Other human development indicators continue to be worse.

The school dropout rate may have been reduced due to Sarva Shiksha Yojana, but the literacy rate is still 60 per cent (tribals around 50 per cent) while the state average is 73 per cent. Despite programmes like Janani Shishu Surakhsha Karyakyam for newborn and lactating mothers and Integrated Child Development Scheme, the infant mortality rate and maternal mortality rate in Kalahandi and other KBK districts are quite worse and much higher than national average. A former bureaucrat in charge of KBK recently pointed that the statistics of success being doled out in the region is nothing more than “statistical lies”.

In 2012, a CAG audit on the state of hostels for tribal girls in KBK areas found that hostel buildings constructed by Integrated Tribal Development Agencies in Thuamul Rampur block of Kalahandi between April 2007 and November 2009, were being used by boarders though these lacked basic amenities such as toilet, drinking water, kitchen and electricity facilities.

The hostel buildings in Koraput did not have water supply and sanitation. The standard of teaching in these schools is so bad that a Class 7 student in these schools would not be able to recite a multiplication table.

In December 2013, the district was in news after a tribal and a Dalit youth had their hands chopped by a brick kiln contractor after they refused to go to Andhra Pradesh instead of Raipur. But the incident has failed to deter the poor, estimated to be at least 60 per cent of the population, to migrate out for work at least once a year.

Despite NREGA being in operation, the district human development report of Kalahandi prepared by United Nationals Development Programme in 2012 showed there was little by way of livelihood for the people of Kalahandi and other KBK districts.

The worst of course is healthcare. Against a sanctioned post of 193 doctors, the district has just about 120, quite a few of them contractual and ad-hoc. In other KBK districts too, at least half of the posts of doctors are vacant. The contractual and ad-hoc doctors would get anything between Rs 40,000 to Rs 45,000, while a permanent doctor gets at least Rs 47,000 at the beginning of his career. The government has also announced separate allowance for doctors working in these areas, but the package is hardly lucrative to keep the doctors in hospitals for a long time. The plan for suitable housing accommodation for doctors in Kalahandi and other KBK areas is still being prepared.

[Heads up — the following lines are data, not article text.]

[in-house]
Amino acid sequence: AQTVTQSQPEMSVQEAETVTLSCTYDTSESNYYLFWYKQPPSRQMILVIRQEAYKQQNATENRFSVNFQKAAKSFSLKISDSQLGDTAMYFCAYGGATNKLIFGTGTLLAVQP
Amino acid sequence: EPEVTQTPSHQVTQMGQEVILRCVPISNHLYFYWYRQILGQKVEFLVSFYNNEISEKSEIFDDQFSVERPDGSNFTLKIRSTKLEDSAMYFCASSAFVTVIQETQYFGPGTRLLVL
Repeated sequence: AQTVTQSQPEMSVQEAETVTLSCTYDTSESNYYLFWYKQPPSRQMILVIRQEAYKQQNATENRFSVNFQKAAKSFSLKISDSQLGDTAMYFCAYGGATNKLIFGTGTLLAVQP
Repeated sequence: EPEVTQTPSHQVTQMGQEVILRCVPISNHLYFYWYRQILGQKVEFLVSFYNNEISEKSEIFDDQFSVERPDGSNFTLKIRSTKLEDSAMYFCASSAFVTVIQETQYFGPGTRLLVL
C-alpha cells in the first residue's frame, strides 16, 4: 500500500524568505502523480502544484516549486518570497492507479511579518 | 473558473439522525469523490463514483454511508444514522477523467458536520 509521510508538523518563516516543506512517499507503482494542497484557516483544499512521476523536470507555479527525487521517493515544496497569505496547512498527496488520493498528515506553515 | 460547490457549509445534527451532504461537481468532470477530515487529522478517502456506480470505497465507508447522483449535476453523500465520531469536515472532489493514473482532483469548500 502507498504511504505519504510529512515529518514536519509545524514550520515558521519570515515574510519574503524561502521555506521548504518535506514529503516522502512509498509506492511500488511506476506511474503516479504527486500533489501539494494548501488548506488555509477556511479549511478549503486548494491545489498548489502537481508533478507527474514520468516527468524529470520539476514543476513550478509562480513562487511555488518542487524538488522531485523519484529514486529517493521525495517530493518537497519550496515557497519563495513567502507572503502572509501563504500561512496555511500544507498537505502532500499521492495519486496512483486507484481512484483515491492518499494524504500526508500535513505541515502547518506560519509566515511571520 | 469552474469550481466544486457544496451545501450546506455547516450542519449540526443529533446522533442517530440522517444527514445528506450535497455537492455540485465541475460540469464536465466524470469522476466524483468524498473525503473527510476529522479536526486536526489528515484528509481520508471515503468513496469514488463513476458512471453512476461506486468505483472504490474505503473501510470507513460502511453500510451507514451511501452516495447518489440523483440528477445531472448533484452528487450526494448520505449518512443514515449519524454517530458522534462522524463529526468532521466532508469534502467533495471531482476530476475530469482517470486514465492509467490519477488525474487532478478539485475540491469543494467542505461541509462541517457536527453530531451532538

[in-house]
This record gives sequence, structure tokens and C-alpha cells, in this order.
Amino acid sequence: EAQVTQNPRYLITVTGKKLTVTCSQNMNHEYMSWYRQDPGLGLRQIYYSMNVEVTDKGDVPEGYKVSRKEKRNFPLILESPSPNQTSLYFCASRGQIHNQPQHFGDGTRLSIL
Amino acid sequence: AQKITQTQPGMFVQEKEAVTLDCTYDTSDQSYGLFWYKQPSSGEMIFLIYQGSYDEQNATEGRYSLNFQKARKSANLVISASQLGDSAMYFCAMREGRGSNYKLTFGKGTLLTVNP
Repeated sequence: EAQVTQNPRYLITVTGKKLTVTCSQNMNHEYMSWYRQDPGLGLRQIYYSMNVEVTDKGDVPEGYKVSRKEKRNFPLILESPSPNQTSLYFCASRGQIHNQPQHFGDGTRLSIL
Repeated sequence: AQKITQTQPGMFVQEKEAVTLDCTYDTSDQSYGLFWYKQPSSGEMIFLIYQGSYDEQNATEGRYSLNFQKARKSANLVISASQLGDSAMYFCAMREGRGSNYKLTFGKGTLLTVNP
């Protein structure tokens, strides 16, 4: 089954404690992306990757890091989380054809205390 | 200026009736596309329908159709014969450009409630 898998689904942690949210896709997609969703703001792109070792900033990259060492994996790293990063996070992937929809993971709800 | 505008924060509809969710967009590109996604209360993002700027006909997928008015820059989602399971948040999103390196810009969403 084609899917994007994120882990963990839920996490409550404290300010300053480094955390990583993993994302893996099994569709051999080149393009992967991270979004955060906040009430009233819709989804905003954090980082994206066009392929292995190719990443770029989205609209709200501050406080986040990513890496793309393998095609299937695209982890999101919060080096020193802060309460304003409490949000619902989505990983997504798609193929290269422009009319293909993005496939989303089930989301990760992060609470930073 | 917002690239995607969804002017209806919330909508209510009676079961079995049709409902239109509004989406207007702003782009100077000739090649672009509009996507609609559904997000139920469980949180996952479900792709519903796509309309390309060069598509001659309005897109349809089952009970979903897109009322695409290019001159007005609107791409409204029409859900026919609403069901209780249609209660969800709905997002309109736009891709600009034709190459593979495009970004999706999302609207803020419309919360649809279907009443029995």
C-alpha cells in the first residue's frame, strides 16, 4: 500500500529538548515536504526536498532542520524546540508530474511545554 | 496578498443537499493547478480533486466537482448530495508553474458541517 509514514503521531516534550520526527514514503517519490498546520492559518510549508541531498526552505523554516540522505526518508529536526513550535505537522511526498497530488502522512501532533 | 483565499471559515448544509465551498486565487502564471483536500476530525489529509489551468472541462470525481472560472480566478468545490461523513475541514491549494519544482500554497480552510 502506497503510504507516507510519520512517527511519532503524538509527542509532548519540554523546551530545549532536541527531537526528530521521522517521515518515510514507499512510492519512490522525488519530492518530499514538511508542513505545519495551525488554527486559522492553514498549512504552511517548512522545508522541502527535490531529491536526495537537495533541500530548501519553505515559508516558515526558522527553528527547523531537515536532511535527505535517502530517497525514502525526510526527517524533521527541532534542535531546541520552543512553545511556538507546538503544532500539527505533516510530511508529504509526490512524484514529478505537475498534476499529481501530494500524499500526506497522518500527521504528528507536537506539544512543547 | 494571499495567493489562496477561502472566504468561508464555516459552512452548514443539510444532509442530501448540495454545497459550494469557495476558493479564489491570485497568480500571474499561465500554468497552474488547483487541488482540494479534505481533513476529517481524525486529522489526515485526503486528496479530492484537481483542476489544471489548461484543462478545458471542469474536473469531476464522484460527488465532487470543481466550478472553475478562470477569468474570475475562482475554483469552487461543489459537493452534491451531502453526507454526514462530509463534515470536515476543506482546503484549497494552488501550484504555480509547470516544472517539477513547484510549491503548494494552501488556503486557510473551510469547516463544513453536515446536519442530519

In Thuamul Rampur community health centre, there are just two ad-hoc MBBS doctors against a sanctioned post of 7. Power supply to the hospital is erratic. Had there been enough doctors and good infrastructure, Majhi may have taken his wife there instead of the district headquarter hospital. It’s possible that his wife may have been survived TB.

While the quality of governance in the district is pathetic, a corrupt and indifferent bureaucracy have worsened matters. All throughout his political life, Naveen has been a hands-off chief minister, happy to relegate all his administrative responsibilities to bureaucracy, except attending perfunctory review meetings every now and then.

As a result the political class has been thoroughly emasculated while bureaucracy reigns supreme. The MLAs of most districts including Kalahandi are powerless even before a Block Development Officer as the same officials would come to the rescue of ruling BJD during panchayat or general election.

Be it last month’s firing in Kandhamal or malnutrition deaths in Nagada village or Kalahandi incident, the chief minister has systematically kept himself aloof politically.

The Dana Majhi incident has made Naveen Patnaik government look small and mean. Despite his popularity, the heartbreaking image of Dana Majhi carrying his wife’s body would remain a blot on Naveen’s career.